Tuesday, April 28, 2009

A vicious circle

That's what is going on right now.

If you are in the other team's dugout, does it matter how far behind you are?  Don't you think they KNOW they can come back?

And if you are in the Nats dugout, don't you know that no lead is safe? 

The feeling is palpable even through the TV screen.  As much as stat heads like to deny a human factor in baseball, can you not think of times when you thought your team/cause whatever was hopeless and it turned out that way?

I liken it to a golfer, standing on the tee and making his club and shot choice.  If he isn't fully committed to the shot, fully believes that his ability and decision making is correct, he usually shanks it into the water or a hazard. 

Right now, no Nats pitcher (well leave JZZ out of this for now) can say for certain that they can get people out on a regular basis. And so they don't pitch for maximum effect, they think and end up not making the kinds of pitches necessary to get major league hitters out.  (Don't think Meat, you'll only hurt the ball club!)

I doubt yelling and screaming is going to do much good . . . that works for a team that thinks its more talented than it is and doesn't give effort.  That's not a problem, at least I don't see it.

The only way out is to have some success.  Rebuild that fine line between ignorance and arrogance necessary to excel at the highest level in a demanding profession.  That means a manager who puts full confidence in his guys whether they've earned it or not.  Cause unless those guys believe, the manager's cooked.  Finished.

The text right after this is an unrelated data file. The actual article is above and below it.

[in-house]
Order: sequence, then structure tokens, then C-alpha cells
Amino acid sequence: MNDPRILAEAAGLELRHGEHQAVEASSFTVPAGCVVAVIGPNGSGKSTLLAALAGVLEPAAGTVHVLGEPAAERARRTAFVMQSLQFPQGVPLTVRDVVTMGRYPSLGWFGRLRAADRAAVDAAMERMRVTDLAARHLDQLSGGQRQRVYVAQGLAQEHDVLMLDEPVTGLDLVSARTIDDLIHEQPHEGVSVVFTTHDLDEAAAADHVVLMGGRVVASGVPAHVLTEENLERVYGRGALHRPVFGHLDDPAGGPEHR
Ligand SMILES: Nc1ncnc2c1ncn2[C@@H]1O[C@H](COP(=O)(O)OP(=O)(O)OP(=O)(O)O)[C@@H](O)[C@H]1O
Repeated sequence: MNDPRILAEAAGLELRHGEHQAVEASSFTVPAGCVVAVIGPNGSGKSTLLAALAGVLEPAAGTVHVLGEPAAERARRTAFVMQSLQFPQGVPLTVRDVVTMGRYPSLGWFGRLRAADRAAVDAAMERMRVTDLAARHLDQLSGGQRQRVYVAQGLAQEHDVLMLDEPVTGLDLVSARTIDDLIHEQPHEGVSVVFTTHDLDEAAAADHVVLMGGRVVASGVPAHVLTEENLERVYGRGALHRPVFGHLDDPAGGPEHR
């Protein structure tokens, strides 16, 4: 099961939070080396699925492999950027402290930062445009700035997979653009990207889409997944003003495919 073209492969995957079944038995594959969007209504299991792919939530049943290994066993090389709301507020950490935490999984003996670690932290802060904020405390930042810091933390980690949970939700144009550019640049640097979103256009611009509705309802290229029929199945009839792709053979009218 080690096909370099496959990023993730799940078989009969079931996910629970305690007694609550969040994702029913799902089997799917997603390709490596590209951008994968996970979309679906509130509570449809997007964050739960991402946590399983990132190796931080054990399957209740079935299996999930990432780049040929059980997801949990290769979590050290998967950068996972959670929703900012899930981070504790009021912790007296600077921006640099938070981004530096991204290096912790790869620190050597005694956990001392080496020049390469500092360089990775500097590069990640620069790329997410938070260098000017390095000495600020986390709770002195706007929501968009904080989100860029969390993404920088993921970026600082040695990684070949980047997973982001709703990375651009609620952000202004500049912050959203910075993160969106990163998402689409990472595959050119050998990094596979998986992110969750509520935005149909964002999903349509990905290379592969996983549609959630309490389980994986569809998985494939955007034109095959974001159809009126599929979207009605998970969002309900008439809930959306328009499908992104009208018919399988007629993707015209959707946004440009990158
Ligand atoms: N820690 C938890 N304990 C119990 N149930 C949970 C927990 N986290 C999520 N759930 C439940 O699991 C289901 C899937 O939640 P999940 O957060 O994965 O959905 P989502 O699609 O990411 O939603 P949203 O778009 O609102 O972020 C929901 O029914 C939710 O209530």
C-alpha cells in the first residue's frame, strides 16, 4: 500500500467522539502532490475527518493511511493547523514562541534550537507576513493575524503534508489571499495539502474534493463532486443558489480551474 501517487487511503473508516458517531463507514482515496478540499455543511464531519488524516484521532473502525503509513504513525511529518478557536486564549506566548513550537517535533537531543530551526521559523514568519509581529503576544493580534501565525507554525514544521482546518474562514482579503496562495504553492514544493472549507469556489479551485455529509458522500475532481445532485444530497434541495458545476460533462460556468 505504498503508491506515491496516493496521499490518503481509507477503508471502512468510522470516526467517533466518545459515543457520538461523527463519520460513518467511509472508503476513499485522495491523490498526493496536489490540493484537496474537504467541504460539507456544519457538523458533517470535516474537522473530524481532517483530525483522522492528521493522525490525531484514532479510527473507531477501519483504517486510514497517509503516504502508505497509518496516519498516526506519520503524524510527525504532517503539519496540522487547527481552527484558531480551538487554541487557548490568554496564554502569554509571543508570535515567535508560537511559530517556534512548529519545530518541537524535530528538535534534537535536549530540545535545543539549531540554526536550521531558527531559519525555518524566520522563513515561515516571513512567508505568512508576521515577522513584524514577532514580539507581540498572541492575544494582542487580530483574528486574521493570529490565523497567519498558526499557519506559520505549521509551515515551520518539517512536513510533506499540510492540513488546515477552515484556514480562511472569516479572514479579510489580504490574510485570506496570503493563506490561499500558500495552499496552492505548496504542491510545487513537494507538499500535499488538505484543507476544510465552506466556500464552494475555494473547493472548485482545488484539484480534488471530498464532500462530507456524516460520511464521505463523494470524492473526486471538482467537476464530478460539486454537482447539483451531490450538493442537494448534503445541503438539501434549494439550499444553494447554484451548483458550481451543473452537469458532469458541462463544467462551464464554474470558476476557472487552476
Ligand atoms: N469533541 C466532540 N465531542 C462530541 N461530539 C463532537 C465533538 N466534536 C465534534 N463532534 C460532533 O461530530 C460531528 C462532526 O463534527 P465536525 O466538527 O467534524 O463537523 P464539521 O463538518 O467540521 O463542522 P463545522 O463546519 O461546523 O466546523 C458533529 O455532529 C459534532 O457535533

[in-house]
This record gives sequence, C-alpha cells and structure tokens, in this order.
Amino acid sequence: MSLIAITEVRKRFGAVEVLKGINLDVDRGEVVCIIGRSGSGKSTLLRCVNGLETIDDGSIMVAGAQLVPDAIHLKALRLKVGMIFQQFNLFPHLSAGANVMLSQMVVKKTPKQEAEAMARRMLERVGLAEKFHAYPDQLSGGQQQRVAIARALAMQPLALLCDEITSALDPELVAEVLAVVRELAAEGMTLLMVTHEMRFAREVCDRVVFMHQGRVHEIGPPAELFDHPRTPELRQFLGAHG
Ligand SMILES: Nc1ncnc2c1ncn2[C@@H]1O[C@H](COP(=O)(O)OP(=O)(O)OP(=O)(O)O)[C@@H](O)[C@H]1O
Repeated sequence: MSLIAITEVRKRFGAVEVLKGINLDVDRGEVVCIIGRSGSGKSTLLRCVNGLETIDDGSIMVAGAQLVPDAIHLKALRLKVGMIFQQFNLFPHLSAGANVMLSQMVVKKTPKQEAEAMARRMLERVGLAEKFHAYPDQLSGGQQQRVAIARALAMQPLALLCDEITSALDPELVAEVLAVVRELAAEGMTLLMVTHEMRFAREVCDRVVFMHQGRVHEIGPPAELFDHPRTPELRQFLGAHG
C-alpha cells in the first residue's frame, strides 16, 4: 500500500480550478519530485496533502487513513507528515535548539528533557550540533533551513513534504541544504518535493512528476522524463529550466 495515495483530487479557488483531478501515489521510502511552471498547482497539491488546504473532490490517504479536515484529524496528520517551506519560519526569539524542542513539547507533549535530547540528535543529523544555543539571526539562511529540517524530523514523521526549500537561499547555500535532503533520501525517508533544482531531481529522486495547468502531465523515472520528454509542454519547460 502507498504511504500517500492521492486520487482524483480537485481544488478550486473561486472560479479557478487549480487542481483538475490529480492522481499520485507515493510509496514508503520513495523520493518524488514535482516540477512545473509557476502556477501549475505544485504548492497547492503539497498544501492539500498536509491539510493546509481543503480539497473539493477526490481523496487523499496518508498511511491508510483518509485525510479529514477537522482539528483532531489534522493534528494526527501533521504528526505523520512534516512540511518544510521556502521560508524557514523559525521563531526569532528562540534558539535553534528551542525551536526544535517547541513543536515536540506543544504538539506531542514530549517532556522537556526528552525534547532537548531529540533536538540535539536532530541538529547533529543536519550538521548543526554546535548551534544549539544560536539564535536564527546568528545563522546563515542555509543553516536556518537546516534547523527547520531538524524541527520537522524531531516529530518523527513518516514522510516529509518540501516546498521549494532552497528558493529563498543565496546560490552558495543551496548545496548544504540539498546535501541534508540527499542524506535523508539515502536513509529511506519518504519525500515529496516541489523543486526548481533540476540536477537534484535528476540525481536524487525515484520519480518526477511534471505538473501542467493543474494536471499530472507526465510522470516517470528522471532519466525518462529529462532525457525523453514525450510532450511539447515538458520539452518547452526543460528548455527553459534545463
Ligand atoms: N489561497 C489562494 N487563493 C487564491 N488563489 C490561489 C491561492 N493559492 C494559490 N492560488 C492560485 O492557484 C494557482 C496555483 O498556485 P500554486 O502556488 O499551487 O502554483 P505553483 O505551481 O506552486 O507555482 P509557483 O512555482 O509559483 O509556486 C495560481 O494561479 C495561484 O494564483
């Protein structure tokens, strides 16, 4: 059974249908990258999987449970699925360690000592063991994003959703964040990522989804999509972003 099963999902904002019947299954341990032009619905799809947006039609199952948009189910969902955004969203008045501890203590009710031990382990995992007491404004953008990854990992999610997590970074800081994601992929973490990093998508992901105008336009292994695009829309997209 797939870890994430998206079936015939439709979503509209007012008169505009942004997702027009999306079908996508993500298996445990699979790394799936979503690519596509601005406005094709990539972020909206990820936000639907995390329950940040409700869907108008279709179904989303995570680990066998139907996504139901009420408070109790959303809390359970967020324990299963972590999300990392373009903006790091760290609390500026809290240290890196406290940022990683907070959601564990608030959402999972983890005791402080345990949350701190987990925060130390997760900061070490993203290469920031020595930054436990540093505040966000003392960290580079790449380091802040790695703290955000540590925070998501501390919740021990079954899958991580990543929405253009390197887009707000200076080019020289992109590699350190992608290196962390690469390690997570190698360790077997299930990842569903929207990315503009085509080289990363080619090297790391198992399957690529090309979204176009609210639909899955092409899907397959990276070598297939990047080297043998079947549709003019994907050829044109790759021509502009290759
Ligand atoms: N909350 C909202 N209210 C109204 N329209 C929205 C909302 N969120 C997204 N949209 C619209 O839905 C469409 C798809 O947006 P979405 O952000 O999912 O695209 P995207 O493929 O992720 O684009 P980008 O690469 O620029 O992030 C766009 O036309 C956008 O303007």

The only other option is to blow up the management.  Turn everything up side down.  That seperates you from the past failures and may give you a fresh start. 

I end on a positive note.  In last nights lineup, with Kearns and Flores hitting as well as they have been this season,  we're down to only 3 terrible hitters in the lineup. 

Guzman's return brings us down to 2 (note- please Manny don't put him back in the 2 spot. Leave NJ there!) and on the days Ronnie B plays it's just the pitcher who I would assume an automatic out.  I can't imagine a manager looks forward to facing the Nats in a series from a pitching perspective, the long AB's, the walks and the power all mean a staff worn out after a four game set.  (Now of course that manager's hitters will be salivating but we're not going there.)

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